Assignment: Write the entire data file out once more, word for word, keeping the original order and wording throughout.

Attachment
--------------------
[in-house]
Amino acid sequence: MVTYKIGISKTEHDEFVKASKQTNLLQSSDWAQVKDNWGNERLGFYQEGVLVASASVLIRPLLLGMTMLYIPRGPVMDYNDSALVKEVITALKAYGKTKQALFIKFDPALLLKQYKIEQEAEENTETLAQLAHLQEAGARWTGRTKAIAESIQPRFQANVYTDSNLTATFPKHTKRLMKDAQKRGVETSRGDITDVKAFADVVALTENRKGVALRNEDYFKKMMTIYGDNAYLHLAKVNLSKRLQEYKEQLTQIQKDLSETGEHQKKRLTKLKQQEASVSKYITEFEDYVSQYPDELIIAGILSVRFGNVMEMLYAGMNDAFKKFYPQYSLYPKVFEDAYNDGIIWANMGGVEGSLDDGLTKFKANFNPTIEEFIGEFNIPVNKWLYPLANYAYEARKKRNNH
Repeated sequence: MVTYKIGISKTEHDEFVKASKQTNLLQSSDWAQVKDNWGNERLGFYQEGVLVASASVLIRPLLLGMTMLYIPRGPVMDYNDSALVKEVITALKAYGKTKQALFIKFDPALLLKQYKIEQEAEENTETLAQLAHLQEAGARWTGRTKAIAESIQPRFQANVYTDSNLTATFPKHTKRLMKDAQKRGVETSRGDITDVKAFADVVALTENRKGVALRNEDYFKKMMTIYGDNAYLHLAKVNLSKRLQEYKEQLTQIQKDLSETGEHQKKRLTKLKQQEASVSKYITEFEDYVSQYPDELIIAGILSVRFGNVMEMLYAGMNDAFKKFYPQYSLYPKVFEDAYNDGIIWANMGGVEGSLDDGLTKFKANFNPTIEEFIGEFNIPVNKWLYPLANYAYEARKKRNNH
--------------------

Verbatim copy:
[in-house]
Amino acid sequence: MVTYKIGISKTEHDEFVKASKQTNLLQSSDWAQVKDNWGNERLGFYQEGVLVASASVLIRPLLLGMTMLYIPRGPVMDYNDSALVKEVITALKAYGKTKQALFIKFDPALLLKQYKIEQEAEENTETLAQLAHLQEAGARWTGRTKAIAESIQPRFQANVYTDSNLTATFPKHTKRLMKDAQKRGVETSRGDITDVKAFADVVALTENRKGVALRNEDYFKKMMTIYGDNAYLHLAKVNLSKRLQEYKEQLTQIQKDLSETGEHQKKRLTKLKQQEASVSKYITEFEDYVSQYPDELIIAGILSVRFGNVMEMLYAGMNDAFKKFYPQYSLYPKVFEDAYNDGIIWANMGGVEGSLDDGLTKFKANFNPTIEEFIGEFNIPVNKWLYPLANYAYEARKKRNNH
Repeated sequence: MVTYKIGISKTEHDEFVKASKQTNLLQSSDWAQVKDNWGNERLGFYQEGVLVASASVLIRPLLLGMTMLYIPRGPVMDYNDSALVKEVITALKAYGKTKQALFIKFDPALLLKQYKIEQEAEENTETLAQLAHLQEAGARWTGRTKAIAESIQPRFQANVYTDSNLTATFPKHTKRLMKDAQKRGVETSRGDITDVKAFADVVALTENRKGVALRNEDYFKKMMTIYGDNAYLHLAKVNLSKRLQEYKEQLTQIQKDLSETGEHQKKRLTKLKQQEASVSKYITEFEDYVSQYPDELIIAGILSVRFGNVMEMLYAGMNDAFKKFYPQYSLYPKVFEDAYNDGIIWANMGGVEGSLDDGLTKFKANFNPTIEEFIGEFNIPVNKWLYPLANYAYEARKKRNNH